In 2008, Hamilton would go one better as his success continued. He started the year in perfect fashion by winning the season-opener in Melbourne and followed that up with four more victories across the year, including first career wins at Monaco, his home event at Silverstone, Germany and China.

Hamilton achieved a total of 10 podiums and claimed his first drivers’ world title by the skin of his teeth on the last lap of a thrilling final race of the season in Brazil, piping home-favourite Felipe Massa to the crown by a single point in one of the most nail-biting climaxes of all time. Hamilton became the then-youngest F1 world champion in history at the age of 23, as well as being the first British driver to win a drivers’ title since Damon Hill in 1996.

McLaren and Hamilton’s fortunes nosedived in 2009 after major regulation changes shook up the pecking order and left McLaren chasing their tails for much of the year while it was stuck in the midfield.

The campaign started on a negative note with Hamilton becoming embroiled in the ‘Spygate’ saga while success was sparse. Hamilton scored McLaren’s first win of the season at the 10th round in Hungary and managed another victory in Singapore as performance improved, before ultimately concluding a difficult year fifth in the championship.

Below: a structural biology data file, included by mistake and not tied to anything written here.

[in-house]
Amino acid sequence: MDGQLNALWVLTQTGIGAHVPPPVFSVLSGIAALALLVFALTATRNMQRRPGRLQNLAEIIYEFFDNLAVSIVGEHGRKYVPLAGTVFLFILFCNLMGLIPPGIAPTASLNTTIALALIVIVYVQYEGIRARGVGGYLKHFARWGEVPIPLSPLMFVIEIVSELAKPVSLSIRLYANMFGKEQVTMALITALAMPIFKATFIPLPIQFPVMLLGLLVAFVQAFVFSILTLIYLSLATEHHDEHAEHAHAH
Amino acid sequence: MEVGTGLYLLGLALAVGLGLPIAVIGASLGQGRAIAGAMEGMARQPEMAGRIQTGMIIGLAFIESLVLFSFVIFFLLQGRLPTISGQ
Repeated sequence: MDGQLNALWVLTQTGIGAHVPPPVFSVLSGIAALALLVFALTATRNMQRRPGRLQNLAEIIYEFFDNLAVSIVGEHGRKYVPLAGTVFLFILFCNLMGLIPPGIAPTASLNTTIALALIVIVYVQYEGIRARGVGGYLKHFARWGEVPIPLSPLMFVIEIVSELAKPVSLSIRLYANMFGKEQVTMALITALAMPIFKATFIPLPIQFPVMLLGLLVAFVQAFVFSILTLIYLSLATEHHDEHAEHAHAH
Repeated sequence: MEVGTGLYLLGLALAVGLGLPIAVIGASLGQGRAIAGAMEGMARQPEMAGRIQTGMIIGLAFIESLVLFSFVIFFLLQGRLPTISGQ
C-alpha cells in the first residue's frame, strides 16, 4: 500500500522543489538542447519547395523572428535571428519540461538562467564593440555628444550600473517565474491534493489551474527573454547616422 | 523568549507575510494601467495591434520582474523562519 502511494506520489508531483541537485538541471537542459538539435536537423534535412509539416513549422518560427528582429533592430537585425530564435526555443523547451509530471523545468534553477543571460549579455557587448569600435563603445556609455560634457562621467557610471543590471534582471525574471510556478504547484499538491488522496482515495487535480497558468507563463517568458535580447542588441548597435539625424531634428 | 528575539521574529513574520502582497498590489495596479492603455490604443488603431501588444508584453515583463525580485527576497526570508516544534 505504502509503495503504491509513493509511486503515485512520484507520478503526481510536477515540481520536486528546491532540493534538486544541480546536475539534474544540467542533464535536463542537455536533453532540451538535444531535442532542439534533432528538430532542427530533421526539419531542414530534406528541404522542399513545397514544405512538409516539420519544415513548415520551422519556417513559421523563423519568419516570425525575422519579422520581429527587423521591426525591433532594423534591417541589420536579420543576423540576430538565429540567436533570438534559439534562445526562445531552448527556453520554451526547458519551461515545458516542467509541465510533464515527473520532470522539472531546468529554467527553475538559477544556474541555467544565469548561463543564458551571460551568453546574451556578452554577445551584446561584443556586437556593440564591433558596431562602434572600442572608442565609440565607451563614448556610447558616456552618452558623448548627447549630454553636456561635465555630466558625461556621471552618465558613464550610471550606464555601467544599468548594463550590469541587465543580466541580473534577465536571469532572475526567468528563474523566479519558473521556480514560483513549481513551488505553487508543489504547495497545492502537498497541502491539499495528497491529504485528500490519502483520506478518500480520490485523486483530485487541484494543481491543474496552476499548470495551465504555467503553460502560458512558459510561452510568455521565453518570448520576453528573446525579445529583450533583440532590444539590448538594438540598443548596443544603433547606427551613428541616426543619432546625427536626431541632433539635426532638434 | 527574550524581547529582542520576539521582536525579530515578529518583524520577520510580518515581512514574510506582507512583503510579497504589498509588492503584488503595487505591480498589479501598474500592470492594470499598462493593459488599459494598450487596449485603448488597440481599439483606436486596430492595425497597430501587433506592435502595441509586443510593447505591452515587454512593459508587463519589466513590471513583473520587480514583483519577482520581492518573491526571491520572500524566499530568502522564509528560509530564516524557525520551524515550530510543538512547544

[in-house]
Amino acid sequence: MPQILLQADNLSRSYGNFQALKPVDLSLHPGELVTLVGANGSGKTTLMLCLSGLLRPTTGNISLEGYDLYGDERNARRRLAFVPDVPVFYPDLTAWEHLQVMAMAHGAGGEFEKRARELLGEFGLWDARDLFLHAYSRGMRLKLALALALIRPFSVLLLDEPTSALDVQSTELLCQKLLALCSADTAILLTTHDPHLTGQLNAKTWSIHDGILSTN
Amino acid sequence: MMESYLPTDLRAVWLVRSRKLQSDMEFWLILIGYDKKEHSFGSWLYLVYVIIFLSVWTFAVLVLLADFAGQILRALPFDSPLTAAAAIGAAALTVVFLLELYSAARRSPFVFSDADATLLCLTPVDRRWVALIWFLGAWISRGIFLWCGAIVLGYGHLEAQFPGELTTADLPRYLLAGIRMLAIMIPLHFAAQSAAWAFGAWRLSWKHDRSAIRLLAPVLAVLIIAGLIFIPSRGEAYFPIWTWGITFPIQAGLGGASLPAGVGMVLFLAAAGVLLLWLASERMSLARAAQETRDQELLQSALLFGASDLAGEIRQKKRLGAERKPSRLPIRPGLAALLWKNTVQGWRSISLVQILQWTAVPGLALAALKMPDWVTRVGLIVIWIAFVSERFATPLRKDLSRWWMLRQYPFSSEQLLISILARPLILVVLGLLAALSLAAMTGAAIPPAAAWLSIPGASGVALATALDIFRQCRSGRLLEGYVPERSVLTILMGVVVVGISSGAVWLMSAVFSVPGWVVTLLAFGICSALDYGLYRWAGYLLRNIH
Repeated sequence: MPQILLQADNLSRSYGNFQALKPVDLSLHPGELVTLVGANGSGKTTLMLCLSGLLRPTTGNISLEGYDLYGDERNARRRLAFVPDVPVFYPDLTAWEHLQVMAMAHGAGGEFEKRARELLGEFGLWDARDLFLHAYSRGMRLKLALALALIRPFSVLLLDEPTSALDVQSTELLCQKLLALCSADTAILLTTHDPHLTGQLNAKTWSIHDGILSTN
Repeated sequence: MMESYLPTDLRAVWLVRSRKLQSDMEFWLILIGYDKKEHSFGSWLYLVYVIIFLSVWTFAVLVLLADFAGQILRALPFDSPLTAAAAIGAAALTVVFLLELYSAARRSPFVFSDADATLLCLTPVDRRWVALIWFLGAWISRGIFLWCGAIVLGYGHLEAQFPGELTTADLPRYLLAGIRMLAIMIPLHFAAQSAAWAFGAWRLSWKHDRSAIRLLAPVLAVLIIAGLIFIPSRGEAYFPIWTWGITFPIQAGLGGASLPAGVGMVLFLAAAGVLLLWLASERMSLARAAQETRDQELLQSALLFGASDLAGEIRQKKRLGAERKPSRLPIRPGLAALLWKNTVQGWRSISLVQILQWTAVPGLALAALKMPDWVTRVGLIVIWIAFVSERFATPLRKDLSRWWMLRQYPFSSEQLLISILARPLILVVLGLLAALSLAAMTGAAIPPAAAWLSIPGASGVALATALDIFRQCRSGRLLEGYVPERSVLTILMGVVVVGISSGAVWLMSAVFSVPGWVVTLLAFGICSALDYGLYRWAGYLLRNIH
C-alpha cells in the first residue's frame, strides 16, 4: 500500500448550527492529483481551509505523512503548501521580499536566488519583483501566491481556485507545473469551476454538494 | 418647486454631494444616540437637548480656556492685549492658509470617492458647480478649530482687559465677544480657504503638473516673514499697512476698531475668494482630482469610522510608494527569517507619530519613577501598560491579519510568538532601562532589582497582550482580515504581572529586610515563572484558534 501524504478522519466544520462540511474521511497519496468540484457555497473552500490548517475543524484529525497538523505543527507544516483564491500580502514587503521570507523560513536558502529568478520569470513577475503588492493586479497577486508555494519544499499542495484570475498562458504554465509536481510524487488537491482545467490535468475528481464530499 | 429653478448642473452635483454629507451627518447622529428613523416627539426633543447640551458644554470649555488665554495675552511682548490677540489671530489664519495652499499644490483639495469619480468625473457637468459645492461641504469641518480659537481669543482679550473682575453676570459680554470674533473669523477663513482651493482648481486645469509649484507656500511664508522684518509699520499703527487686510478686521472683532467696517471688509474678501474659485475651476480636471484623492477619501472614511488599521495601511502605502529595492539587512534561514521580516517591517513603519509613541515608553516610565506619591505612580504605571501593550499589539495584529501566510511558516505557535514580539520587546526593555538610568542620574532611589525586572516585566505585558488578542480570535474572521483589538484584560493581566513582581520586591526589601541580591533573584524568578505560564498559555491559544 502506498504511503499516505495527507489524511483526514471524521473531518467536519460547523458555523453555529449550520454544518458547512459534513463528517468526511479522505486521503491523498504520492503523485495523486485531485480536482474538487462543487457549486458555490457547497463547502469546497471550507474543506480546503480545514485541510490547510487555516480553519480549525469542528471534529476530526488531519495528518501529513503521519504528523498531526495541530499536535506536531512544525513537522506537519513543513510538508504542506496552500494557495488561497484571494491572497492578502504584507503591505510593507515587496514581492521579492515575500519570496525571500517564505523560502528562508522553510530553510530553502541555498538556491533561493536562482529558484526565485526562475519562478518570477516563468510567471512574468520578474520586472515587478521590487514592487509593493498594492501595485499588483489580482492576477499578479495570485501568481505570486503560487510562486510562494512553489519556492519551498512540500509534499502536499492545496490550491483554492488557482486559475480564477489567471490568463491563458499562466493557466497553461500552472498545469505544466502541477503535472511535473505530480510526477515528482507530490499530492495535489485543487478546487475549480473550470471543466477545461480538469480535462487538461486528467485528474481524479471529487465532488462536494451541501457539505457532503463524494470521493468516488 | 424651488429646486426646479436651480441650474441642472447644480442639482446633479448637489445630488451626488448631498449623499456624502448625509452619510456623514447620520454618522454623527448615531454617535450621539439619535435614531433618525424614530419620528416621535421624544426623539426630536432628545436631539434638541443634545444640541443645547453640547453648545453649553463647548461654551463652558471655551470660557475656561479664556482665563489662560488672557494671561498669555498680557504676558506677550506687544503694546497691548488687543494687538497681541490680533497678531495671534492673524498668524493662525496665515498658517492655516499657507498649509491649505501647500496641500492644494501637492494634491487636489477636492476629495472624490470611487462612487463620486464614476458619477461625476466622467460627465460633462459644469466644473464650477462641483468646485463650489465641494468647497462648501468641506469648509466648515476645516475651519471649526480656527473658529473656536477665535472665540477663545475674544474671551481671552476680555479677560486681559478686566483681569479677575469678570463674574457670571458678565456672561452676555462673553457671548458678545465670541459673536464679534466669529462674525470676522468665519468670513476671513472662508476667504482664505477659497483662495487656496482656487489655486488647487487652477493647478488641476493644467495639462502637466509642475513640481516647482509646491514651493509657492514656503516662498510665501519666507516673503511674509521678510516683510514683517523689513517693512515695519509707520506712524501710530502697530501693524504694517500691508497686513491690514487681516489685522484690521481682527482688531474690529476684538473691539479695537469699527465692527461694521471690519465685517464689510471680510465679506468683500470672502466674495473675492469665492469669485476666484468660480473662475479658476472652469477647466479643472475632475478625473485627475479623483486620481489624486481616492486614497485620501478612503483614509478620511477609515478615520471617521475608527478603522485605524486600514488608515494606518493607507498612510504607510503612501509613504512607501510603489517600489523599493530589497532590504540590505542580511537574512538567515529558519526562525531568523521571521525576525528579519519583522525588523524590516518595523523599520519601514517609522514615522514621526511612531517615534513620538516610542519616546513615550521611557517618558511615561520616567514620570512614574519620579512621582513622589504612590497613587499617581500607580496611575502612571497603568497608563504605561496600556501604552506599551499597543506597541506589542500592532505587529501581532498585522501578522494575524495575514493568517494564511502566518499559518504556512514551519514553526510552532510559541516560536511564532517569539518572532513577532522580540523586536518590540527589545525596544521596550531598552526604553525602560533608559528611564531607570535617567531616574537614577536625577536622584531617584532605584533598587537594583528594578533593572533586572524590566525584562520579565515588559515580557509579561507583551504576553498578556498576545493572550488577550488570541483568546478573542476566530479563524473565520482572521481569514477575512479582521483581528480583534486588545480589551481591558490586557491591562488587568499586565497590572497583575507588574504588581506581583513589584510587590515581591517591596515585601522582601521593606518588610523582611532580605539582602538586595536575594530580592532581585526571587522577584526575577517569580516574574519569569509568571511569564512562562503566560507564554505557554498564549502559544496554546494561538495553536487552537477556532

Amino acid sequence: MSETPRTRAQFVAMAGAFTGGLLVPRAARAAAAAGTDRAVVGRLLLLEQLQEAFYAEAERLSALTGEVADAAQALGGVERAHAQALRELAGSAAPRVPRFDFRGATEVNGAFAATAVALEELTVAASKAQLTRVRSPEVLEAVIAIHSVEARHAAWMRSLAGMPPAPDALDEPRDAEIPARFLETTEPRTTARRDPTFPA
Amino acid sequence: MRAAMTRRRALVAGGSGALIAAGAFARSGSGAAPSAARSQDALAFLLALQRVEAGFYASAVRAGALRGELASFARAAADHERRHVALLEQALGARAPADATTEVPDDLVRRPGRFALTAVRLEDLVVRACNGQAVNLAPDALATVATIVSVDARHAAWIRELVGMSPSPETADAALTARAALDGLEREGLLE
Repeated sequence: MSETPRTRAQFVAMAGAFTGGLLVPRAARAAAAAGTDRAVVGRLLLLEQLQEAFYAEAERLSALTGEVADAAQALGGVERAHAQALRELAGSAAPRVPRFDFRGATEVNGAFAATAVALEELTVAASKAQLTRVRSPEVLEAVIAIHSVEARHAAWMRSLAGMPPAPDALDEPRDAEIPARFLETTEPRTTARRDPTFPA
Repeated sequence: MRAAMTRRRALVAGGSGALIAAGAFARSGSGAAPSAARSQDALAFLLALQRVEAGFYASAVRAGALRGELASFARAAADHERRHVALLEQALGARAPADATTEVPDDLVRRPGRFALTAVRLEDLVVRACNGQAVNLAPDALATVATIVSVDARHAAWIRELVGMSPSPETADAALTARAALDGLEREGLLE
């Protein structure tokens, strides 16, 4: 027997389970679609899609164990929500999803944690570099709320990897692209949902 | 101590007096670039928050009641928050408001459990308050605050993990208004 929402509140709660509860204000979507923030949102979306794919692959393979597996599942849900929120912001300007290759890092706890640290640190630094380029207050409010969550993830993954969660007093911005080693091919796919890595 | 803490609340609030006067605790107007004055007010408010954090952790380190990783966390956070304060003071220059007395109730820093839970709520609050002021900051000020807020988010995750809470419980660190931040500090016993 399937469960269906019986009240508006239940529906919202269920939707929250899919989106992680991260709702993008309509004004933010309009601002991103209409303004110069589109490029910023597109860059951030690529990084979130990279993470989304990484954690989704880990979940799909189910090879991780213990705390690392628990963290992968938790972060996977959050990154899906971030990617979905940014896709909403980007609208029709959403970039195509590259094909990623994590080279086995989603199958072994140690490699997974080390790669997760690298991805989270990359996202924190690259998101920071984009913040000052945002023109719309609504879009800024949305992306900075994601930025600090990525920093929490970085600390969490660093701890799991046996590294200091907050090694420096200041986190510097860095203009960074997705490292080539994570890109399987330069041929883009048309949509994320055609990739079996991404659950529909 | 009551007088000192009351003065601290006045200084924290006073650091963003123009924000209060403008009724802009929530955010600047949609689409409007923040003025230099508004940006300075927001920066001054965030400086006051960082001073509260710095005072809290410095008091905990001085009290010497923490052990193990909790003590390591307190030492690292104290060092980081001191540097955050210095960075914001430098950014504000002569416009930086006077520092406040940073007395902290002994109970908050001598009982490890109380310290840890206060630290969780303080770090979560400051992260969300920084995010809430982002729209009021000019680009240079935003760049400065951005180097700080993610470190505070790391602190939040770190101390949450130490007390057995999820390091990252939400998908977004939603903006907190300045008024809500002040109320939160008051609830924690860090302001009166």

2010 coincided with the arrival of reigning world champion Jenson Button to McLaren as the team boasted an all-British line up of consecutive 2008-09 world champions. While McLaren returned to a more competitive state and Hamilton enjoyed multiple podiums and race wins, Red Bull began its rise to promise as F1’s new superpower with Sebastian Vettel claiming the first of four straight titles.

Hamilton remained in title contention until the final round at Abu Dhabi but was left to settle with fourth.

Hamilton’s McLaren decline